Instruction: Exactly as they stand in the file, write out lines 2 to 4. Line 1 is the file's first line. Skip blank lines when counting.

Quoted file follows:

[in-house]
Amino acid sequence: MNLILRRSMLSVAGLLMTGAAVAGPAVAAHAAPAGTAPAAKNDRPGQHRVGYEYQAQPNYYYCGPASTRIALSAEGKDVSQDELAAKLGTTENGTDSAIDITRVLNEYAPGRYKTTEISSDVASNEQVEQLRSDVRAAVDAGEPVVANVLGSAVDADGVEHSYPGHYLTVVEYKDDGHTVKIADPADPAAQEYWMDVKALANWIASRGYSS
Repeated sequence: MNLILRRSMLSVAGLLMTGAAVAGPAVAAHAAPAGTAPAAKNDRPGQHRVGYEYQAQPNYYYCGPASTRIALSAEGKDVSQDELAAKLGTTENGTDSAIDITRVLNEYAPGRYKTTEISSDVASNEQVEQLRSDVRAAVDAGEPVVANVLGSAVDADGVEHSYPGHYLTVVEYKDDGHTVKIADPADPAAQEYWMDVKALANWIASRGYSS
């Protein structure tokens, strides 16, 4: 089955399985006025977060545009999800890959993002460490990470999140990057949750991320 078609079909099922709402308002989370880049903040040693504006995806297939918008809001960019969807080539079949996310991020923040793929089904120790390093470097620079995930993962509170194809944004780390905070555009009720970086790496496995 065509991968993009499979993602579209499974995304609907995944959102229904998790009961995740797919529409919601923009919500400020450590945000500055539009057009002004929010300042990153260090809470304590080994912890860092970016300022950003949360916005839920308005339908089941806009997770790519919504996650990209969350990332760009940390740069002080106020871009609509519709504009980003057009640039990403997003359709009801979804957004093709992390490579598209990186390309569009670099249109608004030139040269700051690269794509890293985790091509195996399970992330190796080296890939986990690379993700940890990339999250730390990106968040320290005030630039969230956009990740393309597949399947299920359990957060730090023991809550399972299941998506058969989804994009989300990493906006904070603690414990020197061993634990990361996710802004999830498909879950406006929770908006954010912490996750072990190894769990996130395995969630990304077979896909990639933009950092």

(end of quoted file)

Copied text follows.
Amino acid sequence: MNLILRRSMLSVAGLLMTGAAVAGPAVAAHAAPAGTAPAAKNDRPGQHRVGYEYQAQPNYYYCGPASTRIALSAEGKDVSQDELAAKLGTTENGTDSAIDITRVLNEYAPGRYKTTEISSDVASNEQVEQLRSDVRAAVDAGEPVVANVLGSAVDADGVEHSYPGHYLTVVEYKDDGHTVKIADPADPAAQEYWMDVKALANWIASRGYSS
Repeated sequence: MNLILRRSMLSVAGLLMTGAAVAGPAVAAHAAPAGTAPAAKNDRPGQHRVGYEYQAQPNYYYCGPASTRIALSAEGKDVSQDELAAKLGTTENGTDSAIDITRVLNEYAPGRYKTTEISSDVASNEQVEQLRSDVRAAVDAGEPVVANVLGSAVDADGVEHSYPGHYLTVVEYKDDGHTVKIADPADPAAQEYWMDVKALANWIASRGYSS
């Protein structure tokens, strides 16, 4: 089955399985006025977060545009999800890959993002460490990470999140990057949750991320 078609079909099922709402308002989370880049903040040693504006995806297939918008809001960019969807080539079949996310991020923040793929089904120790390093470097620079995930993962509170194809944004780390905070555009009720970086790496496995 065509991968993009499979993602579209499974995304609907995944959102229904998790009961995740797919529409919601923009919500400020450590945000500055539009057009002004929010300042990153260090809470304590080994912890860092970016300022950003949360916005839920308005339908089941806009997770790519919504996650990209969350990332760009940390740069002080106020871009609509519709504009980003057009640039990403997003359709009801979804957004093709992390490579598209990186390309569009670099249109608004030139040269700051690269794509890293985790091509195996399970992330190796080296890939986990690379993700940890990339999250730390990106968040320290005030630039969230956009990740393309597949399947299920359990957060730090023991809550399972299941998506058969989804994009989300990493906006904070603690414990020197061993634990990361996710802004999830498909879950406006929770908006954010912490996750072990190894769990996130395995969630990304077979896909990639933009950092």